Here’s the thing about growing up Canuckle: even as a child, you just knew some of the shows you were watching were 'qualitatively lacking.' Tracy’s soundtrack was bleached with a laugh track, and the Starlost characters were always running through chunky styrofoam sets. Even at an age less than ten, I knew these shows sucked, BUT they were strangely hypnotic.

DVD has slowly brought forth some of the good, the bad, and the ugly shows from several generations’ collective childhood, of which The Hilarious House of Frightenstein is a biggie, and a goodie.

The first 3-disc set sporting 12 episodes had previously been released by Critical Mass through Alliance Atlantis, but with the former label now being distributed through Anchor Bay/Starz, Vol. 2, dubbed “Gory Gory Transylvania,” brings out 9 more episodes, each around 48 mins. (including the necessary Wolfman psychedelic dances).

Have no idea what I’m talking about?

Not a problem. Just click HERE for the review, where I hope I give an easy intro into a series, as well as its talented star, the great Billy Van, who played the bulk of the show’s memorable characters.

Van passed away in 2003, but his final interview appeared in Rue Morgue (issue #62), something you might want to track down after checking out the review, the fan sites, and the YouTube clips to give novices an idea of why this show really deserves an ongoing DVD release schedule.

Frightenstein is clearly the Good, which in turn will be followed by the Bad: The Starlost. (I’m still working on a suitable Ugly, but I’ve a great contender for a rude and provocative home-produced series that drove conservative watchers crazy in the eighties.)

I do have one wish, though, for the folks at Critical Mass: now that you’ve started to tackle a beloved classic produced by Hamilton’s old CHCH (Channel 11), how about the station's Strange Paradise? You know, the bizarro occult series from 1969 with psychedelic acting *and* colourful visuals. No actors ever chewed up so much plywood scenery with such hilarity. It’s 195 half-hour episodes, which can translate to roughly 5 DVD volumes sporting around 40 episodes apiece. Or maybe it’s just too risky?



Epidermal Protrusions

Band-Aid, please.Elia Cmiral’s score for Toby Wilkins’ Splinter was recently released as a limited CD by BSX Records, and while my composer profile for Rue Morgue will appear some time in early 2009, a CD review as well as a review of the movie have been uploaded. (Alongside a limited theatrical release, Splinter was given a sneak preview on HDNet, and will likely make its DVD debut in early 2009.)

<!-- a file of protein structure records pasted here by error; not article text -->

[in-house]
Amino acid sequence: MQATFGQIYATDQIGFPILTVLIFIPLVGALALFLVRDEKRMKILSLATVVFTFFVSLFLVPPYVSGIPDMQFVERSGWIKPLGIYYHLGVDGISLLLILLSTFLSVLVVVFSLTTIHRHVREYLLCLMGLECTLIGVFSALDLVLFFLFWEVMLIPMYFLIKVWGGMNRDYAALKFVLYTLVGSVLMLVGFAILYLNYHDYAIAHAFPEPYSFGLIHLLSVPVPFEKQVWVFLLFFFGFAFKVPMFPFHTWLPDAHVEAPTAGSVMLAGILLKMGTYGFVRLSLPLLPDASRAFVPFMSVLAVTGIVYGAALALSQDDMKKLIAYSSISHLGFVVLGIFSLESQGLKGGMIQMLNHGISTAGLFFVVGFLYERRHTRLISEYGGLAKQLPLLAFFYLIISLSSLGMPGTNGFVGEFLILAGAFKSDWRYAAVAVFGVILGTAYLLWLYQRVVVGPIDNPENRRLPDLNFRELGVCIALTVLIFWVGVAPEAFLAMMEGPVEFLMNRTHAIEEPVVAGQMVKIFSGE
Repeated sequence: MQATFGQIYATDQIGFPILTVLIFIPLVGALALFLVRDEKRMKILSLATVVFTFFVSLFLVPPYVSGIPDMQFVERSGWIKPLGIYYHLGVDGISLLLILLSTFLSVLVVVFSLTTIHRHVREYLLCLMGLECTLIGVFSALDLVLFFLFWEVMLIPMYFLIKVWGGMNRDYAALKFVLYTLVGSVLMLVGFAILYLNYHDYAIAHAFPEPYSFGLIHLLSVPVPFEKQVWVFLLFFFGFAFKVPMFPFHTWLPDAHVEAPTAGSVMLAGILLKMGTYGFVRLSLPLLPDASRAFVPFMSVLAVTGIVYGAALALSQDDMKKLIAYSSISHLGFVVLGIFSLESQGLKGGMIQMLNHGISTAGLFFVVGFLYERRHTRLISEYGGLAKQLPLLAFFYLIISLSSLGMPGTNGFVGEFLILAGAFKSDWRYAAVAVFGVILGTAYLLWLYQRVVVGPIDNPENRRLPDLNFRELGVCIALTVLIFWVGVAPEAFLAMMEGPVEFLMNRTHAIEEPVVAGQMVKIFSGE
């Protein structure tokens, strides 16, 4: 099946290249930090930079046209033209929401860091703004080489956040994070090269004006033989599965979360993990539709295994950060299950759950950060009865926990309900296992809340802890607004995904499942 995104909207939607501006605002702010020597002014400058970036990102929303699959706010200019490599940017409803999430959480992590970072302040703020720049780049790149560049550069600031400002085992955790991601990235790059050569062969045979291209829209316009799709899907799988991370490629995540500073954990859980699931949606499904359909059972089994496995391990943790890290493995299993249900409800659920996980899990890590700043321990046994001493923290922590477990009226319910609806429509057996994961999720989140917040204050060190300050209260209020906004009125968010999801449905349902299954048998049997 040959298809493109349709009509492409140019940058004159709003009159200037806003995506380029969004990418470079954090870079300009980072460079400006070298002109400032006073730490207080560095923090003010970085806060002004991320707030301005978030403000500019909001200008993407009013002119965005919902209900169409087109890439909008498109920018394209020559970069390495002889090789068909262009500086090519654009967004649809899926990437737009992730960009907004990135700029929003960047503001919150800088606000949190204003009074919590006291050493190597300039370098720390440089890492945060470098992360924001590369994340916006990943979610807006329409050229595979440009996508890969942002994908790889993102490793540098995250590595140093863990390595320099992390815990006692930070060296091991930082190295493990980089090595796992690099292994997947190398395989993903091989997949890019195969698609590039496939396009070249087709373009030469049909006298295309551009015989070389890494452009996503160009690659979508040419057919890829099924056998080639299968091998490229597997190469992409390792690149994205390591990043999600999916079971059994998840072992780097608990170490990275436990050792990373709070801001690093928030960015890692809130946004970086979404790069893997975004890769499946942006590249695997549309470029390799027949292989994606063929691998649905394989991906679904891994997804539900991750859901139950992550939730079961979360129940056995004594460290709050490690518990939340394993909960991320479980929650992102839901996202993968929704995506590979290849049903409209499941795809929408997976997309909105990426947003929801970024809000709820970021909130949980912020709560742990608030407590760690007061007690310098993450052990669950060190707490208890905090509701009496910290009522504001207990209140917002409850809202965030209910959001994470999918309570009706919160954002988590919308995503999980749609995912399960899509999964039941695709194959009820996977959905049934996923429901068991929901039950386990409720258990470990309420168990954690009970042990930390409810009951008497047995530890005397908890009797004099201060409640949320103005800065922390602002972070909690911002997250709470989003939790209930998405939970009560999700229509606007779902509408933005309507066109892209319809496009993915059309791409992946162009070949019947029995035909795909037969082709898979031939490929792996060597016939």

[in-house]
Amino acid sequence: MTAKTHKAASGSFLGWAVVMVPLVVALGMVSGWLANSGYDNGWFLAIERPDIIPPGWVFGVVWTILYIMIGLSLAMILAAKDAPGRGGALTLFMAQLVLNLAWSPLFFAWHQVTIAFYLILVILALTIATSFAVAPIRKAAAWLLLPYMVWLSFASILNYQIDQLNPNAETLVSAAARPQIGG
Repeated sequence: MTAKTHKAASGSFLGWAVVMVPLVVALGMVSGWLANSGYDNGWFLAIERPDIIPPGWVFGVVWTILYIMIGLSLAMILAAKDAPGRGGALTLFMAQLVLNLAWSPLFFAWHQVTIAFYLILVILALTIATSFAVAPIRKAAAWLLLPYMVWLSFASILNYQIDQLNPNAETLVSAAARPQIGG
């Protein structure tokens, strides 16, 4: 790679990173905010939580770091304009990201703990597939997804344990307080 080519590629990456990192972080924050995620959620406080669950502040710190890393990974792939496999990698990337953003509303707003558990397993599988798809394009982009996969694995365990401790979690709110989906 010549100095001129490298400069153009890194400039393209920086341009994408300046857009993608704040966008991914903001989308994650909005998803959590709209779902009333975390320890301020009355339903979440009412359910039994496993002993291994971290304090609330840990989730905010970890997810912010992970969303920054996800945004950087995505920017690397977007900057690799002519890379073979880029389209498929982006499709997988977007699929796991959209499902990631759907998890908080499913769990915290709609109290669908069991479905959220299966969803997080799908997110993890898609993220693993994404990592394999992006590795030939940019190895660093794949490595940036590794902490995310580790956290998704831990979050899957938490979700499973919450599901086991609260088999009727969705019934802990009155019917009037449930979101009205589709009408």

Also uploaded is a review of Max Payne, the latest score from Marco Beltrami and Buck Sanders, released on CD by La-La land Records.


Human chum for the holidays

24 days until Christmas. Fearful yet?How the heck is it already December?

Oh, never mind.

Recently broadcast on Britain’s E4, Dead Set (2008) is another attempt to mix zombie horror with British humour, although Charlie Brooker’s creation is more satirical and bloody than Edgar Wright’s Shaun of the Dead. It’s just amazing how something so deliciously violent and rude made to British TV.

This may well be a signal that there’s no turning back to the era of the Video Nasty, where violent images were banned to save the innocence of kiddies. With so much mainstream gore online, on DVD, in cinemas, and popular art, there’s no innocence to shatter because it’s already been smashed at an early age.

Dead Set is made for the adult-minded and each of the 5 episodes comes with a warning to beware of the violence, but play the damned thing loud, on a big screen, and in a darkened room. Very good advice.

Currently unavailable in Region 1 land (Boo! Hiss!), the series, which basically runs as long as a standard feature film, is out in the UK on DVD, and can be seen at E4’s website. It’s good, it’s juicy, and very, very wet. One could even say it’s the real sequel to 28 Days Later instead of the ineptly plotted 28 Weeks Later, which blew blue donkeys.

Wanna know more? Click HERE for the full review.

Coming next: a review of Elia Cmiral’s score for Splinter, plus a film review of the oucha! horror film.